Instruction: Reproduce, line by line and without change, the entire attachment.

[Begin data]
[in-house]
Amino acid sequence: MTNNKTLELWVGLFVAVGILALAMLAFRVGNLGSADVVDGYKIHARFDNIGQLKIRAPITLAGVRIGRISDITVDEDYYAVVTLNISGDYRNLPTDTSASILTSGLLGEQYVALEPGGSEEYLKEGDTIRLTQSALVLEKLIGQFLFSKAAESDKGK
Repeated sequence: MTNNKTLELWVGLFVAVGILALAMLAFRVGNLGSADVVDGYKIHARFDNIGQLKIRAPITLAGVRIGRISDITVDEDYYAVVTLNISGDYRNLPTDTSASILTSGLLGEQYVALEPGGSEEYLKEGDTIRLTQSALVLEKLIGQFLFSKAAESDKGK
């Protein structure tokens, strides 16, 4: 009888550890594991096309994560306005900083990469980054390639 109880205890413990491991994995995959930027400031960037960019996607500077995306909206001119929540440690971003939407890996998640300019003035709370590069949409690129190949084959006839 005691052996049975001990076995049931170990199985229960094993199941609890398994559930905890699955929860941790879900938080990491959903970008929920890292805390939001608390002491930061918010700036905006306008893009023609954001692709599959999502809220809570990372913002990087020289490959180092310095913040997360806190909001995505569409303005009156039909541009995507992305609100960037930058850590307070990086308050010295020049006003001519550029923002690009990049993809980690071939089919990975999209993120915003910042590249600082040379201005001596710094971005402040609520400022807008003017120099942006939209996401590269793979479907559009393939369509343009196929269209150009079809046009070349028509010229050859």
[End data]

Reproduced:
[in-house]
Amino acid sequence: MTNNKTLELWVGLFVAVGILALAMLAFRVGNLGSADVVDGYKIHARFDNIGQLKIRAPITLAGVRIGRISDITVDEDYYAVVTLNISGDYRNLPTDTSASILTSGLLGEQYVALEPGGSEEYLKEGDTIRLTQSALVLEKLIGQFLFSKAAESDKGK
Repeated sequence: MTNNKTLELWVGLFVAVGILALAMLAFRVGNLGSADVVDGYKIHARFDNIGQLKIRAPITLAGVRIGRISDITVDEDYYAVVTLNISGDYRNLPTDTSASILTSGLLGEQYVALEPGGSEEYLKEGDTIRLTQSALVLEKLIGQFLFSKAAESDKGK
């Protein structure tokens, strides 16, 4: 009888550890594991096309994560306005900083990469980054390639 109880205890413990491991994995995959930027400031960037960019996607500077995306909206001119929540440690971003939407890996998640300019003035709370590069949409690129190949084959006839 005691052996049975001990076995049931170990199985229960094993199941609890398994559930905890699955929860941790879900938080990491959903970008929920890292805390939001608390002491930061918010700036905006306008893009023609954001692709599959999502809220809570990372913002990087020289490959180092310095913040997360806190909001995505569409303005009156039909541009995507992305609100960037930058850590307070990086308050010295020049006003001519550029923002690009990049993809980690071939089919990975999209993120915003910042590249600082040379201005001596710094971005402040609520400022807008003017120099942006939209996401590269793979479907559009393939369509343009196929269209150009079809046009070349028509010229050859």